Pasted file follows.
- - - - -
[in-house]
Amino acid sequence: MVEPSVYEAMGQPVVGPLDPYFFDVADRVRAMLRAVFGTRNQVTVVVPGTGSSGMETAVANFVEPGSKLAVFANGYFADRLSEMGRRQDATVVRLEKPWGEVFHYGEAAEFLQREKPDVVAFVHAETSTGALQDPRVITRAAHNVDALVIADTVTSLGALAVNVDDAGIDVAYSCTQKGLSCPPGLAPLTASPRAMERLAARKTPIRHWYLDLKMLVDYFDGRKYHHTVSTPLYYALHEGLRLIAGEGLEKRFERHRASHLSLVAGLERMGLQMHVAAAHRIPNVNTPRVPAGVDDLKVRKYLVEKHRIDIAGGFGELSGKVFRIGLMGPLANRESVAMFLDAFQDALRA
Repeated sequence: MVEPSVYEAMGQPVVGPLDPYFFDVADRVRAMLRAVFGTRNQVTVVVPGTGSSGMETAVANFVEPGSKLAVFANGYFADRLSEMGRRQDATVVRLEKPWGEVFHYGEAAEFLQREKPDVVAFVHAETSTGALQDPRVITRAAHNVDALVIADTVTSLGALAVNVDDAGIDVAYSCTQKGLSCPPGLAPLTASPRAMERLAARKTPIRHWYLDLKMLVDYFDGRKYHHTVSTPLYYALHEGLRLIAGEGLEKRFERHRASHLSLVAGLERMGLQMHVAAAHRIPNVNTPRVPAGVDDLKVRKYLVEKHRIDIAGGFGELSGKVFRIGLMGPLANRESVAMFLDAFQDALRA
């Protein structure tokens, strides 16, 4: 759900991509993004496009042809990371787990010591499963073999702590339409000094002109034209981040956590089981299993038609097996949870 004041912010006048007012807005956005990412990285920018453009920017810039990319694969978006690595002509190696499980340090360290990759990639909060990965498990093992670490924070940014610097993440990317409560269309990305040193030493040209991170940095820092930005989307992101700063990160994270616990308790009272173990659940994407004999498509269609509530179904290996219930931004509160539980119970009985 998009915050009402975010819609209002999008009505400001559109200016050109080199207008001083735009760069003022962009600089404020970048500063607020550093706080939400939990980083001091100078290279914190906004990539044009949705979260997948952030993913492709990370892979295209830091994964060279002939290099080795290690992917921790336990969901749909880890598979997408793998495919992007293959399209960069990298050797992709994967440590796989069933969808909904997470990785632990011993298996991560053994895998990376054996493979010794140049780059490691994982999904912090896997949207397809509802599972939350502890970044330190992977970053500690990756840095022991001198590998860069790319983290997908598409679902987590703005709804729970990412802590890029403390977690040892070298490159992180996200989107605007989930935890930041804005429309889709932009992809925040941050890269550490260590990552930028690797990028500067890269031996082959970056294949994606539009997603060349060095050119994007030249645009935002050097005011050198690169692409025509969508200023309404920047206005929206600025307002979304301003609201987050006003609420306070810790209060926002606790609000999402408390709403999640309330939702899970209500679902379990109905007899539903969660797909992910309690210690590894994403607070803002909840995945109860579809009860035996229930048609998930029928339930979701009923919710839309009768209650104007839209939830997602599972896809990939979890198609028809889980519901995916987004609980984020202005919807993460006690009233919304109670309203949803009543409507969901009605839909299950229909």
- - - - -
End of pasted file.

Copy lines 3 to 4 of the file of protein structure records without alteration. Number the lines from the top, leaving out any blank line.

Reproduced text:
Repeated sequence: MVEPSVYEAMGQPVVGPLDPYFFDVADRVRAMLRAVFGTRNQVTVVVPGTGSSGMETAVANFVEPGSKLAVFANGYFADRLSEMGRRQDATVVRLEKPWGEVFHYGEAAEFLQREKPDVVAFVHAETSTGALQDPRVITRAAHNVDALVIADTVTSLGALAVNVDDAGIDVAYSCTQKGLSCPPGLAPLTASPRAMERLAARKTPIRHWYLDLKMLVDYFDGRKYHHTVSTPLYYALHEGLRLIAGEGLEKRFERHRASHLSLVAGLERMGLQMHVAAAHRIPNVNTPRVPAGVDDLKVRKYLVEKHRIDIAGGFGELSGKVFRIGLMGPLANRESVAMFLDAFQDALRA
């Protein structure tokens, strides 16, 4: 759900991509993004496009042809990371787990010591499963073999702590339409000094002109034209981040956590089981299993038609097996949870 004041912010006048007012807005956005990412990285920018453009920017810039990319694969978006690595002509190696499980340090360290990759990639909060990965498990093992670490924070940014610097993440990317409560269309990305040193030493040209991170940095820092930005989307992101700063990160994270616990308790009272173990659940994407004999498509269609509530179904290996219930931004509160539980119970009985 998009915050009402975010819609209002999008009505400001559109200016050109080199207008001083735009760069003022962009600089404020970048500063607020550093706080939400939990980083001091100078290279914190906004990539044009949705979260997948952030993913492709990370892979295209830091994964060279002939290099080795290690992917921790336990969901749909880890598979997408793998495919992007293959399209960069990298050797992709994967440590796989069933969808909904997470990785632990011993298996991560053994895998990376054996493979010794140049780059490691994982999904912090896997949207397809509802599972939350502890970044330190992977970053500690990756840095022991001198590998860069790319983290997908598409679902987590703005709804729970990412802590890029403390977690040892070298490159992180996200989107605007989930935890930041804005429309889709932009992809925040941050890269550490260590990552930028690797990028500067890269031996082959970056294949994606539009997603060349060095050119994007030249645009935002050097005011050198690169692409025509969508200023309404920047206005929206600025307002979304301003609201987050006003609420306070810790209060926002606790609000999402408390709403999640309330939702899970209500679902379990109905007899539903969660797909992910309690210690590894994403607070803002909840995945109860579809009860035996229930048609998930029928339930979701009923919710839309009768209650104007839209939830997602599972896809990939979890198609028809889980519901995916987004609980984020202005919807993460006690009233919304109670309203949803009543409507969901009605839909299950229909």